What help is there for Catholics who want to be faithful to the Church’s Teaching but suffer infertility within marriage? There are doctors and other healthcare professionals who can help maximise the human body’s natural fertility. You can learn more about this by visiting or, or Googling the term “NaPro”.

Reading Amoris Laetitia: all references are to paragraph numbers.

  • The creativity of the Trinity is reflected in marriage: 10, 11, 71, 314.
  • Marriage, of a man and woman open to children, is God’s plan: 8, 9, 13.
  • The family is special because it produces the next generation: 14, 52, 53.
  • Why no test-tube babies? 56, 81.
  • Infertile couples – why it is still meaningful for them to marry: 80.
  • Adoption: 82.


Going to Heaven

Homily at St Philip Evans for Ascension Sunday, Year C.

God’s got a problem.

God wants us to enjoy eternal life.

But God is also totally just, totally fair.

None of us deserve to go to Heaven.


Famously, the Bible says, “The wages of sin is death!” Surely that means horrific sins, like rape and murder?

No! Any sin, even trivial, means that humanity is not the race of perfect beings which God calls us to be. Because we are staining God’s plan for the whole Universe, that deserves a more serious punishment.

God’s original plan was that when the first human beings appeared on earth, each body would be gifted an immortal soul, and through a further miracle, each human body would be kept free from pain, death and suffering.  But to receive the gift, terms and conditions applied – the first humans had to follow all God’s rules. They didn’t, and so the gift was withdrawn. This is why the Bible says that death – meaning the death of human beings – came into the world through sin. When we read the original story, God said “If you eat the tree of knowledge you will die” – it is by God’s mercy that the death did not come immediately, but only after a life of toil.



The Old Testament contains other deals which God offers to humanity – we call them covenants. On Easter night we celebrated the story of the Exodus. The Angel of Death slays the firstborn of Egypt – the Hebrews have marked their houses with the blood of the Passover Lamb, and are spared. Every year they must tell the story, eat a meal including lamb, and remember. These days it’s easy to object to the idea of God sending an angel of mass destruction. But remember, from the very first generation, humanity is already condemned and is only spared by God’s mercy.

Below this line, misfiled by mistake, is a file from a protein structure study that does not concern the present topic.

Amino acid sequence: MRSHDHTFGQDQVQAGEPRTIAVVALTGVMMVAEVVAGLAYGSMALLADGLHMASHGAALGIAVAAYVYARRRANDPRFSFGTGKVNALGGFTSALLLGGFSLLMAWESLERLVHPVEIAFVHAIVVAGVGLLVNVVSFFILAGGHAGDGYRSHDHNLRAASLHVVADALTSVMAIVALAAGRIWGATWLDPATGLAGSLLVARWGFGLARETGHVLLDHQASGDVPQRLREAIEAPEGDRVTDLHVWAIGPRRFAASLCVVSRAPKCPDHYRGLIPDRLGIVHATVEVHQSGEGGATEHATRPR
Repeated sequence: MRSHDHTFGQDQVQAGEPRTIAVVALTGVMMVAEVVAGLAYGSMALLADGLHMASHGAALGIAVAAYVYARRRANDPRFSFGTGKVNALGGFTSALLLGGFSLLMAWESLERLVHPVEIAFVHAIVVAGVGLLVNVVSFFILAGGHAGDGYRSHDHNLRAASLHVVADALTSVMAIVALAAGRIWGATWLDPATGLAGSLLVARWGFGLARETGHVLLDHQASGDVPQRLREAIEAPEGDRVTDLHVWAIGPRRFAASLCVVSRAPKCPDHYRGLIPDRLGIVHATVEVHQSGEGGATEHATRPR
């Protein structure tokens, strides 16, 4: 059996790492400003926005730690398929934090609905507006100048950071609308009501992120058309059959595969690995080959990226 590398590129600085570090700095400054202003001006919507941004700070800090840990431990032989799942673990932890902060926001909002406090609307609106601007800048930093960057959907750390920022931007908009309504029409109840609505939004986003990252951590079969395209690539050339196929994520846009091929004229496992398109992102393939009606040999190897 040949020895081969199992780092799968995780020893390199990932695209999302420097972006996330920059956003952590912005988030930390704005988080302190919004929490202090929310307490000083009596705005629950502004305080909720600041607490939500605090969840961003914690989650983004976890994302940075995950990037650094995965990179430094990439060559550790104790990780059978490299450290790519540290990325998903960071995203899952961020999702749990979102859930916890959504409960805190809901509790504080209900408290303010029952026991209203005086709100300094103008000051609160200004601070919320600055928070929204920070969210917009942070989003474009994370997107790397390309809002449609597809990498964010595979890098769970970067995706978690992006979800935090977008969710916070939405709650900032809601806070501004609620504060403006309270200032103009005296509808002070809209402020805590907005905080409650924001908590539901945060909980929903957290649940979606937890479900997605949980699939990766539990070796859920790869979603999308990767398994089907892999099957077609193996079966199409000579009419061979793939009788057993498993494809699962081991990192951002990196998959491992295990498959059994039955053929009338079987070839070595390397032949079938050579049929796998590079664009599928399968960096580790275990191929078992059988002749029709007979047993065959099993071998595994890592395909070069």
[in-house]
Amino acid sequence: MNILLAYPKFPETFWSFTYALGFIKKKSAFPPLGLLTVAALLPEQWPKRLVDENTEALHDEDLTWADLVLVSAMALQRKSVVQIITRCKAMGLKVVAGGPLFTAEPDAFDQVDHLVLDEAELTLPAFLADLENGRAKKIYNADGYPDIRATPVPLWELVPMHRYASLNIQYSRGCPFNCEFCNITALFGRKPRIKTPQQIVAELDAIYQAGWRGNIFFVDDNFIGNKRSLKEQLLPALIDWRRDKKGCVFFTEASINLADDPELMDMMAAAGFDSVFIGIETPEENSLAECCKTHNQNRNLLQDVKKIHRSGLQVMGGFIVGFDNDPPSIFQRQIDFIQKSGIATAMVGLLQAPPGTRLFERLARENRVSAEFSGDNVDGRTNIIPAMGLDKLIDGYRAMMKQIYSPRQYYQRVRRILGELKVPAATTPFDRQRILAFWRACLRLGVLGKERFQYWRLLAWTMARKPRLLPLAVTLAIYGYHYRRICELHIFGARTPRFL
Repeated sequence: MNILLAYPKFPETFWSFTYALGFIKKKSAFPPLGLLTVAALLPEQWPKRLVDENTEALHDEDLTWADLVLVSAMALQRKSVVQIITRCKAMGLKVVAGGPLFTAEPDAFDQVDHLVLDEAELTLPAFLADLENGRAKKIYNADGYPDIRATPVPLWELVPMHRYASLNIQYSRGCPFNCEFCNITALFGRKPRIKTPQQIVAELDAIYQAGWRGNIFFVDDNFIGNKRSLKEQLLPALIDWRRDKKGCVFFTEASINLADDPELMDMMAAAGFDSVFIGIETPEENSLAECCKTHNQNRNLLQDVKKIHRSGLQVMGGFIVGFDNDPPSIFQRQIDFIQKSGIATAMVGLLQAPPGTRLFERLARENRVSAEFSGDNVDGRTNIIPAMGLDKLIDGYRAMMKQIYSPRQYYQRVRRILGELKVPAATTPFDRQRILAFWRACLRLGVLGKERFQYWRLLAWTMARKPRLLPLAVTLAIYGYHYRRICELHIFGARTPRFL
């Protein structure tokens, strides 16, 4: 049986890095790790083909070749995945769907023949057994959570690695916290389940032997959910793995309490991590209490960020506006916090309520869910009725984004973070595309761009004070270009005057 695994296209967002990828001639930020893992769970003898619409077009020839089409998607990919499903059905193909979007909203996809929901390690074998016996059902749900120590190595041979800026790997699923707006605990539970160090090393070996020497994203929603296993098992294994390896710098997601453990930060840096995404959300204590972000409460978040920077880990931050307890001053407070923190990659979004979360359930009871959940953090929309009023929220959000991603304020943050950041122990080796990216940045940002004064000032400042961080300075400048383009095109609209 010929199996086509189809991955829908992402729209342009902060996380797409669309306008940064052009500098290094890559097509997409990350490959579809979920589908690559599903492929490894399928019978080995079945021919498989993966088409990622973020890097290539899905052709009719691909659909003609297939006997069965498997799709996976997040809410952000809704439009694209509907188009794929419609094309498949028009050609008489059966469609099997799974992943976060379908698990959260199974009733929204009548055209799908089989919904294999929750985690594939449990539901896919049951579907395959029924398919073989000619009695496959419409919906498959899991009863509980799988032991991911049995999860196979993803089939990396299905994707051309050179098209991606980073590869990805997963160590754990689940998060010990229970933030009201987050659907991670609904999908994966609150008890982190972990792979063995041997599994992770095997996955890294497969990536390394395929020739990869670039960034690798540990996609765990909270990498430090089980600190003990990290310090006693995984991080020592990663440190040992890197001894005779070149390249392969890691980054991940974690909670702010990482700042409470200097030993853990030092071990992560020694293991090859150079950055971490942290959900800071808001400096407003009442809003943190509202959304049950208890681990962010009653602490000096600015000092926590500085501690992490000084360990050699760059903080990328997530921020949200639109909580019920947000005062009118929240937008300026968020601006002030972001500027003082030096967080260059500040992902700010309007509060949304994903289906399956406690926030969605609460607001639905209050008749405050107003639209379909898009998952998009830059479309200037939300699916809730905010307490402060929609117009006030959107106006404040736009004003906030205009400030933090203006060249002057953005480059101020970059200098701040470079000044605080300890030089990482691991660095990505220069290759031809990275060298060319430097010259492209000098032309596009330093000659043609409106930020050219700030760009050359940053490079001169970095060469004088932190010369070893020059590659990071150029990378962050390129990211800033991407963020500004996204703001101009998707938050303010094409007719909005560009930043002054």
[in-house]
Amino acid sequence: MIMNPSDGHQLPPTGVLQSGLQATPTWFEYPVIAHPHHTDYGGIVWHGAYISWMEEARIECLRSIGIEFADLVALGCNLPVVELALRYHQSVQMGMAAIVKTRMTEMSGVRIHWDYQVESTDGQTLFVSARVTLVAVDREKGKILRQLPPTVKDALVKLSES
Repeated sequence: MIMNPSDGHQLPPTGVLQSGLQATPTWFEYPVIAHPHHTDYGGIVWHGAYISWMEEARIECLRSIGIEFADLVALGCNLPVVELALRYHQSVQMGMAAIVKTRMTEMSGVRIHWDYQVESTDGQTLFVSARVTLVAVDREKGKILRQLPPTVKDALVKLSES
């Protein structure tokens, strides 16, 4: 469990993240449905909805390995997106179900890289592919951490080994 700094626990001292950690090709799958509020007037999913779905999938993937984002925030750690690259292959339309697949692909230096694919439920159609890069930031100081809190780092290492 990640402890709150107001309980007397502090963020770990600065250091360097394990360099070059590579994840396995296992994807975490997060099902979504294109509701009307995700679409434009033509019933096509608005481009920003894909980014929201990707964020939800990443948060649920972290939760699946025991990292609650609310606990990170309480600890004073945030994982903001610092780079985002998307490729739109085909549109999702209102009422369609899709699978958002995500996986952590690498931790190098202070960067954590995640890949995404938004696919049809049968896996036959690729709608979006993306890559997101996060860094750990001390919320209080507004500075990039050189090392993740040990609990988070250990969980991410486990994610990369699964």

In the desert, Moses receives a Law for the Hebrews. Each year, on the Day of Atonement, the High Priest must sacrifice a bull for the cleansing of the temple and a goat for the sins of the people. But how can goat’s blood and bull’s blood take away sins? Even in the Old Testament, prophets and psalmists pondered how that worked and realised that it was only a sign of continuing to depend on God’s mercy.


For six weeks we’ve been celebrating Easter – the story of what happened. Today’s letter to the Hebrews helps us understand why it had to happen. Jesus Himself was the perfect sacrifice, the only being whose death could possibly have a moral value sufficient to compensate for the spoiling of a perfect world. It is His blood, offered once, which can accomplish what the sacrifice of a goat and a bull each year could not. Just as the Hebrews whose homes were marked with the blood of the Passover Lamb were spared bodily death, so we are spared spiritual death when we ask Jesus, the Lamb of God, to protect us by his blood.

When the new English translation of the Mass was issued, there was concern that the words said:






Why “for many”, not “for all”? Was there any person Jesus didn’t die for?

But in the prayers of our Mass, we try to follow faithfully what the Bible says; many parts of our prayers are taken directly from Scripture. This one comes from today’s reading: “Christ, too, offers himself only once to take the faults of many on himself.” This doesn’t mean that there was anyone Jesus didn’t want to save. But it’s not impossible that some souls could refuse to accept the gift. All are offered the chance of heaven; many accept it. More than that, we do not know.